LISBON (Reuters) – A Portugal-based European consumer protection group has sued short-video app TikTok for allegedly allowing children aged under 13 to sign up for an account without parental consent and failing to implement measures to protect them.
The lawsuit came a day after Britain’s data watchdog said it had fined TikTok 12.7 million pounds ($15.81 million) for breaching data protection law, including by using the personal data of children without parental consent.
Amid growing security concerns that China could use the Beijing-based company, owned by ByteDance Ltd, to harvest users’ data, Australia, the United States, France and other Western countries have also lately banned TikTok from government devices.
“TikTok profits from children under the age of 13, taking advantage of their particular vulnerability,” the non-profit group Ius Omnibus said in a statement, asking a Lisbon court to “put an end to the unlawful conduct” and order the financial compensation of those affected.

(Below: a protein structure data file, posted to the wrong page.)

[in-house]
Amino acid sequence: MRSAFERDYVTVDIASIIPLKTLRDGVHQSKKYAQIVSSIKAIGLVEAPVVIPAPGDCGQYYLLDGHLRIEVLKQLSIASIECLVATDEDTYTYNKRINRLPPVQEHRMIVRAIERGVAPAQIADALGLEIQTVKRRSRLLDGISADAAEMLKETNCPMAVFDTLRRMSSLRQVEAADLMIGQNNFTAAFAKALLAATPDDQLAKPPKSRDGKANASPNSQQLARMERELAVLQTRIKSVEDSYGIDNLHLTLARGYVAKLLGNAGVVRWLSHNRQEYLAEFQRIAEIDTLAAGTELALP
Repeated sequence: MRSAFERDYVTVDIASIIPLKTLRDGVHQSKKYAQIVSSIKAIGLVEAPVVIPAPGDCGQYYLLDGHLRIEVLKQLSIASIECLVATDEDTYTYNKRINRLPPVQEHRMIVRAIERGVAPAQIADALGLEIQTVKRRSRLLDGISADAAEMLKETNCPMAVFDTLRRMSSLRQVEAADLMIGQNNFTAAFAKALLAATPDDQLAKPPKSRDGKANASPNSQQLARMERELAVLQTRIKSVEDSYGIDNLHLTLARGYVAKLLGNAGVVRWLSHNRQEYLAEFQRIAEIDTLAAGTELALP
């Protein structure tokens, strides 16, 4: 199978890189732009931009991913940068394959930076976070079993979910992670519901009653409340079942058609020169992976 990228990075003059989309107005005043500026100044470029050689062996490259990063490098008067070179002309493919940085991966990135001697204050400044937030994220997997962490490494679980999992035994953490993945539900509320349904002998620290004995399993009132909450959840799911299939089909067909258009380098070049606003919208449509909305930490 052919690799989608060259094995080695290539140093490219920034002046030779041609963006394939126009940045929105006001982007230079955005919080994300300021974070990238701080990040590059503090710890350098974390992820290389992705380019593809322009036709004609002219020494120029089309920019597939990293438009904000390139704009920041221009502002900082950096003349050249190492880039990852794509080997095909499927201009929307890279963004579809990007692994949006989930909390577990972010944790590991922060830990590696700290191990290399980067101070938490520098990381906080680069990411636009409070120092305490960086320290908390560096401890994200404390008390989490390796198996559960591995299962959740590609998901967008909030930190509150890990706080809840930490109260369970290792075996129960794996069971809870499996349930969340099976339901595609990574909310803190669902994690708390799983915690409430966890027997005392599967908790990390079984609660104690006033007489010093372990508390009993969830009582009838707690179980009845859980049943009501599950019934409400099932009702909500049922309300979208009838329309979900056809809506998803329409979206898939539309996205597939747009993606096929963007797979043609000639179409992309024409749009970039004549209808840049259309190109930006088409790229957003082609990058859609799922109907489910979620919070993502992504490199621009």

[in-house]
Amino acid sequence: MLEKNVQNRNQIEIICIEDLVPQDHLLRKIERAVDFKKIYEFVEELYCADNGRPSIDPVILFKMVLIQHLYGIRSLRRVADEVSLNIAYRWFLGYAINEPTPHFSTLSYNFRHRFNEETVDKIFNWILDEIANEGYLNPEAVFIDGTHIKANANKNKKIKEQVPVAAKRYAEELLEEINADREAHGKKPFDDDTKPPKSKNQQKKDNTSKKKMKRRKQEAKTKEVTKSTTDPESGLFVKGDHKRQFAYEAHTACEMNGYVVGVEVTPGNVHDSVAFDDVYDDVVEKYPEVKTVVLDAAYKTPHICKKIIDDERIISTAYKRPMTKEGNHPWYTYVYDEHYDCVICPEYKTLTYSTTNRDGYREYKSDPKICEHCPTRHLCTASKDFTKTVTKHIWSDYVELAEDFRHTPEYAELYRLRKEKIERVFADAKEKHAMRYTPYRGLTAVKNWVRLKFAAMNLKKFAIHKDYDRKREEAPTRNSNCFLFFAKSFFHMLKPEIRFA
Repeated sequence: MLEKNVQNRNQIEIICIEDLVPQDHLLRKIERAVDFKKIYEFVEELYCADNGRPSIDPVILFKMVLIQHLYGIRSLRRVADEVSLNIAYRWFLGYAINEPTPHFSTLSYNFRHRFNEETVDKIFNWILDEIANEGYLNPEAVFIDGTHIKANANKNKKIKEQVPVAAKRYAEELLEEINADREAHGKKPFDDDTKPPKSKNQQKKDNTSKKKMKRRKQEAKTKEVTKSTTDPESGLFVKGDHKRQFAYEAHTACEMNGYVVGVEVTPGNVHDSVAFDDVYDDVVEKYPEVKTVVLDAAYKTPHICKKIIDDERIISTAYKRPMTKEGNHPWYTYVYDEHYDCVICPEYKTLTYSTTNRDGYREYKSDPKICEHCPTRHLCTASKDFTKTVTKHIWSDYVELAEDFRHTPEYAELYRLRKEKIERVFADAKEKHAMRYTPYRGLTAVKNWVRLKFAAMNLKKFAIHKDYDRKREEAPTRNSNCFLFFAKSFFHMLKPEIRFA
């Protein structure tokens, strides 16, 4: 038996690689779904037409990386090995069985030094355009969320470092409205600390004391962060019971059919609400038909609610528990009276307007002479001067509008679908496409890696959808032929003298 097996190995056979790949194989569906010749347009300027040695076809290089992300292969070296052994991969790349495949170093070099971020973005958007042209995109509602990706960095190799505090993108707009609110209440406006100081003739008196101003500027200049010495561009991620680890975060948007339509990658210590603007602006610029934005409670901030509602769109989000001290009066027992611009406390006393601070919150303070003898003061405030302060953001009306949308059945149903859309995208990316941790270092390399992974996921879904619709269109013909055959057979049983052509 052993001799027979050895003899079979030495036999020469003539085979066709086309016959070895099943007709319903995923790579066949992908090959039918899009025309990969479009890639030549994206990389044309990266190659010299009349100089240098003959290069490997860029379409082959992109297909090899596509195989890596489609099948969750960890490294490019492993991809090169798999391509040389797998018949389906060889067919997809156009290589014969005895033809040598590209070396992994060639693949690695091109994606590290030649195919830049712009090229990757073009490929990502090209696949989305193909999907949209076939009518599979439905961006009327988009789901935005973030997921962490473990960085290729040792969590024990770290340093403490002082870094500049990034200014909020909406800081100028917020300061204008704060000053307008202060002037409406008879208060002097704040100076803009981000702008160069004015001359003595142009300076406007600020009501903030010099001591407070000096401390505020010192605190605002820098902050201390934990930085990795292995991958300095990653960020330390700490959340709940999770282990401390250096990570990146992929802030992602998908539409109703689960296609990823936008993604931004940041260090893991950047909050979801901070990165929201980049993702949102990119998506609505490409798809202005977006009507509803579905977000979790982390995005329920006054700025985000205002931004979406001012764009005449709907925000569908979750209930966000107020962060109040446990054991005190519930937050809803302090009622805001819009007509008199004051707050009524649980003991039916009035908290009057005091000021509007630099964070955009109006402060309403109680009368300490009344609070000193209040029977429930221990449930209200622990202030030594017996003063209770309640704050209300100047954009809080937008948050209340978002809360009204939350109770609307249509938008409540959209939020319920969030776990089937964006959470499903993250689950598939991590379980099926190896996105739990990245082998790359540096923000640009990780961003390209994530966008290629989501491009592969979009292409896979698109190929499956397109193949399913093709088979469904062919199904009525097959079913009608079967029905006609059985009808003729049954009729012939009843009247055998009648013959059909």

TikTok did not immediately respond to a request for comment, but told Portuguese newspaper Publico in a statement that protecting its users and their data was of “utmost importance”.
Ius Omnibus claims TikTok ends up collecting and processing children’s personal data in breach of Portugal’s constitution, the European Union’s general data protection regulation and the unfair commercial practices law.
Despite TikTok’s age limit, it “does not implement mechanisms to prevent registration” by users aged below 13, the group said.
In a separate lawsuit, it claims users older than 13 are also victims of “misleading business practices” and that certain personal data is used without their full consent.
Ius Omnibus said the situation exposes the children to “dangers to their moral, psychological and physical integrity and to their safety and health, as well as to the intimacy of their private and family life”.
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(Reporting by Catarina Demony; editing by Andrei Khalip and Richard Chang)